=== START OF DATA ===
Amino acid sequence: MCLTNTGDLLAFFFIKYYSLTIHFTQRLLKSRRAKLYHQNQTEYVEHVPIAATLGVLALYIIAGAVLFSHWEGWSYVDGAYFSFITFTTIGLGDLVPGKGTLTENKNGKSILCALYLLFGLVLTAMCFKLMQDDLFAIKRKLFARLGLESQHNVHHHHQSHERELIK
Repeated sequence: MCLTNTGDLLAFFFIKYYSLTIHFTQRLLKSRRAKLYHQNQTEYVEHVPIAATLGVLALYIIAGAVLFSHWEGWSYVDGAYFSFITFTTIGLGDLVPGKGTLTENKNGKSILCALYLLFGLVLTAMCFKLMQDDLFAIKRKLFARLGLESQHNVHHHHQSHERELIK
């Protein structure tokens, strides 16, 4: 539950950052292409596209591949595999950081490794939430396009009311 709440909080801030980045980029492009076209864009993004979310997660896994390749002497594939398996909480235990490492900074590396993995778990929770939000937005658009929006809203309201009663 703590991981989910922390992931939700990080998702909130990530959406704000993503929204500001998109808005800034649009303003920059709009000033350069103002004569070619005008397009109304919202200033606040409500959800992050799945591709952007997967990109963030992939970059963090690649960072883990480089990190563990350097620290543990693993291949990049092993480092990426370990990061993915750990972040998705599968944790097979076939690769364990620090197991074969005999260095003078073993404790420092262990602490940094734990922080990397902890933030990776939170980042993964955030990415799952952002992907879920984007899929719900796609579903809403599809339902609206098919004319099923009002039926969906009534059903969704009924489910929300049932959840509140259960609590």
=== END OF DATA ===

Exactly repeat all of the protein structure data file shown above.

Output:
Amino acid sequence: MCLTNTGDLLAFFFIKYYSLTIHFTQRLLKSRRAKLYHQNQTEYVEHVPIAATLGVLALYIIAGAVLFSHWEGWSYVDGAYFSFITFTTIGLGDLVPGKGTLTENKNGKSILCALYLLFGLVLTAMCFKLMQDDLFAIKRKLFARLGLESQHNVHHHHQSHERELIK
Repeated sequence: MCLTNTGDLLAFFFIKYYSLTIHFTQRLLKSRRAKLYHQNQTEYVEHVPIAATLGVLALYIIAGAVLFSHWEGWSYVDGAYFSFITFTTIGLGDLVPGKGTLTENKNGKSILCALYLLFGLVLTAMCFKLMQDDLFAIKRKLFARLGLESQHNVHHHHQSHERELIK
């Protein structure tokens, strides 16, 4: 539950950052292409596209591949595999950081490794939430396009009311 709440909080801030980045980029492009076209864009993004979310997660896994390749002497594939398996909480235990490492900074590396993995778990929770939000937005658009929006809203309201009663 703590991981989910922390992931939700990080998702909130990530959406704000993503929204500001998109808005800034649009303003920059709009000033350069103002004569070619005008397009109304919202200033606040409500959800992050799945591709952007997967990109963030992939970059963090690649960072883990480089990190563990350097620290543990693993291949990049092993480092990426370990990061993915750990972040998705599968944790097979076939690769364990620090197991074969005999260095003078073993404790420092262990602490940094734990922080990397902890933030990776939170980042993964955030990415799952952002992907879920984007899929719900796609579903809403599809339902609206098919004319099923009002039926969906009534059903969704009924489910929300049932959840509140259960609590």